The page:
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Ini file format


This document specifies a text-based file format for representing software configuration data in a format which is easily editable by humans and unambiguously readable by a simple automatic parser.

The format described here is an implementation of the ".INI File Format", as defined in the Microsoft Windows for Workgroups Resource Kit.

Character Set

The entire INI file, including section names, key names and data values is encoded using 8-bit characters in the ISO 8859-1 character set (of which 7-bit ASCII is a subset). Application-specific string values may store data using other character sets, and even binary data, as long as they are encoded as either ASCII or ISO 8859-1 text. ANSI C Escape sequences are used for the encoding of special characters in strings.

File Names

If the INI file is to be stored or used on a Microsoft Windows system, the following characters should not be used in the file name, as they are not supported by older filing systems: "\", "/", ":", "*", "?", """ (double quote character), "" and "|".

Additionally, certain file names are supported at the filing system level, and can be accessed by programs, but they are not accessible from certain shells and file manipulation programs. These names include: "COMx", "AUX", "LPTx", "PRN", "NUL" and "CON", and all variants with a "dot suffix". File names entirely consisting of dots (".", "..", etc.) are also "problem files".

Where compatibility with older filing systems is important, short names ("8+3") should be used for directory and file names.

File Structure

An INI file is an 8-bit text file divided into sections, each containing zero or more keys. Each key contains zero or more values.



keyname= value


keyname=value, value, value ;comment

Section names are enclosed in square brackets, and must begin at the beginning of a line.

Section and key names are case-insensitive. In consideration of possible future upgrades from INI to XML, authors of INI files may want to use consistent and case-exact section and key names, as if INI parsers were case-sensitive (XML parsers are case-sensitive).

Section and key names cannot contain spacing characters. The key name is followed by an equal sign ("=", decimal code 61), optionally surrounded by spacing characters, which are ignored.

If the same section appears more than once in the same file, or if the same key appears more than once in the same section, then the last occurrence prevails.

Multiple values for a key are separated by a comma followed by at least one spacing character.

When a parser encounters an unrecognized section name, the entire section (with all its keys) should be skipped. Within a known section, only unrecognized keys should be skipped.

Spacing, Line Terminators and Comments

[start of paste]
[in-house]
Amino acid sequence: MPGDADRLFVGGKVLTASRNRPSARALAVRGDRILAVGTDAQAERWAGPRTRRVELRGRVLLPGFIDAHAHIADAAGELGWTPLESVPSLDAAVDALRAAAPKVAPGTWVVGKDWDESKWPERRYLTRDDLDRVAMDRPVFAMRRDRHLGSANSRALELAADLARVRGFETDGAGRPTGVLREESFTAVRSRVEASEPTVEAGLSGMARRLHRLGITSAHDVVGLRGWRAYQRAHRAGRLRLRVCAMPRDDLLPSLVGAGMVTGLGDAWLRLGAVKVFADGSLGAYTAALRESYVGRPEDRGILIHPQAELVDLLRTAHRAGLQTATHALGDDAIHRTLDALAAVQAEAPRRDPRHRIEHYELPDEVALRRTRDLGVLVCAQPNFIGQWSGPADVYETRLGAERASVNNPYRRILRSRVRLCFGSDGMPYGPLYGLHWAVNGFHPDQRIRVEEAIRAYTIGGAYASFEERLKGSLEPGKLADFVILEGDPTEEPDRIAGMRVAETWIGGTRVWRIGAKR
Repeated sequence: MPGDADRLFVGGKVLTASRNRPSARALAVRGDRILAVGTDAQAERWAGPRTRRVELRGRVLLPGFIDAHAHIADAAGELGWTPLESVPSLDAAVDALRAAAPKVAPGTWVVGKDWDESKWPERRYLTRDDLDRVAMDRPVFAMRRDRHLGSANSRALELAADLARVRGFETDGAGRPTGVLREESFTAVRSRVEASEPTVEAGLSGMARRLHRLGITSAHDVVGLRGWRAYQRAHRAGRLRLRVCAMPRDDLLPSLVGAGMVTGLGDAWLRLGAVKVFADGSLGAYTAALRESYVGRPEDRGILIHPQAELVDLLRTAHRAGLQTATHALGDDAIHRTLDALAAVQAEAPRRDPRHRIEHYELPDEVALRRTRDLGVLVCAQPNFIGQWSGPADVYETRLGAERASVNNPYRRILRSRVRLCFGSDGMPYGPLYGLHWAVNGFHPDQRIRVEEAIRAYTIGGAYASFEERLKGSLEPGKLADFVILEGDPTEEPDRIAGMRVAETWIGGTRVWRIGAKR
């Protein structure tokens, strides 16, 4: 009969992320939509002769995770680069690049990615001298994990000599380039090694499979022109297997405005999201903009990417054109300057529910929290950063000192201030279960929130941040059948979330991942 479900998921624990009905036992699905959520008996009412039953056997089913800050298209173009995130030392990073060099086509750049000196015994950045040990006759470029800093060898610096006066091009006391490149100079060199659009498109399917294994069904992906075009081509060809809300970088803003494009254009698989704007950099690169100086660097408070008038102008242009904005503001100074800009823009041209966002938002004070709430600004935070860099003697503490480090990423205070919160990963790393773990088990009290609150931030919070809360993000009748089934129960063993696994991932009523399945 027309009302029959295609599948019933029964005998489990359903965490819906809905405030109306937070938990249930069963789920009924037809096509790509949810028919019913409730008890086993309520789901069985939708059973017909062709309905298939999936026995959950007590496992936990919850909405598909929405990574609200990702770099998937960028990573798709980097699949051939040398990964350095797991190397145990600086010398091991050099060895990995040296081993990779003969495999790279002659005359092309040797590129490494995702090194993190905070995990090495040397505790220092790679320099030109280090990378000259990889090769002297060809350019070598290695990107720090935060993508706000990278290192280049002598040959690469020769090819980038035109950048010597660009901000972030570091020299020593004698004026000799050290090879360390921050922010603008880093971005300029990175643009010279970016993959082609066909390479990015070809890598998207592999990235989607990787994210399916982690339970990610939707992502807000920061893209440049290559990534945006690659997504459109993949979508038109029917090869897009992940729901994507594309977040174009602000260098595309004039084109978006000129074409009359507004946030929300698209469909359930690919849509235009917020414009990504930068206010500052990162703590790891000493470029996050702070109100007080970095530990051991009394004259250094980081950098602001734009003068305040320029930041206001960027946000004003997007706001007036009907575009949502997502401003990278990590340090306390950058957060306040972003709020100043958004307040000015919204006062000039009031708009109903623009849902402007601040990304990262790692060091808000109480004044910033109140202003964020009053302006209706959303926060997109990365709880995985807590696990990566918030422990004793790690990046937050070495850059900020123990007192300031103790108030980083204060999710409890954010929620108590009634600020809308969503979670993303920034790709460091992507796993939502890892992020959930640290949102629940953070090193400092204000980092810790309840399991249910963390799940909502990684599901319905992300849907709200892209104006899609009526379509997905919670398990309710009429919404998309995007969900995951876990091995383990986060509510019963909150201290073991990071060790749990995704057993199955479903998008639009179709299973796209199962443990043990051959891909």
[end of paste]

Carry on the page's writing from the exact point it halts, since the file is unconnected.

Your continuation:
Both Space (decimal code 32) and Horizontal Tab (HT, decimal code 9) are acceptable spacing characters.

Lines are terminated by a CR (decimal code 13) or LF (decimal code 10) character. If CR+LF or LF+CR appear consecutively, they count as a single line terminator, generating one line, not two lines. A sequence consisting of CR+LF+CR+LF would however result in two lines, not one line. Where implementation-specific considerations do not advise otherwise, the recommended line terminator is a LF character.

Comments are introduced by a semicolon character (";", decimal code 59). Comments must begin at the beginning of a line or after a spacing character. Comments terminate at the end of the line.

String Values

String values may optionally be enclosed in quote characters (""", decimal code 34). String values beginning or ending with spaces, or containing commas or semicolons, must be enclosed in quotes. Quote and backslash ("\", decimal code 92) characters, as well as binary characters (decimal ranges 0..31, 127..159) appearing inside strings must be encoded using the escape sequences described in this document.

The default character set for text appearing inside string values is ISO 8859-1. Applications may define certain sections and/or keys to store text which, from the application side, results as being encoded using different character sets, or even binary data. However, the string data appearing in the INI file must be encoded as ISO 8859-1 text, using escape sequences as necessary, so as to be compatible with INI parsers.

Path Values

Path values are identical to String values, with the exception that escape sequences introduced by the backslash character are not supported. Path values are used to represent filing system and registry paths, where for clarity it is not desirable to use double backslash characters ("\\") to indicate backslash characters inside paths. This means that a path like "C:\readme.txt" would remain unchanged (whereas it would have to be indicated as "C:\\readme.txt" in a String field).

Numerical Values

In numerical values, the period (".", decimal code 46) is the only valid decimal separator. Leading zeros are optional (e.g. "0.5", "000.5" and ".5" are all valid representations for the same value, i.e. 0.5). For consistency, one leading zero (e.g. "0.5") is the preferred format to represent values smaller than 1.

Trailing zeroes may be used on an application-dependent basis, for example to express precision (e.g. "0.50", opposed to "0.5", may indicate that the smallest currency unit is equal to fifty "cents", as opposed to five "tenths" of the full unit, and "1.234000" may indicate to use a precision of six decimal digits in partial or total results).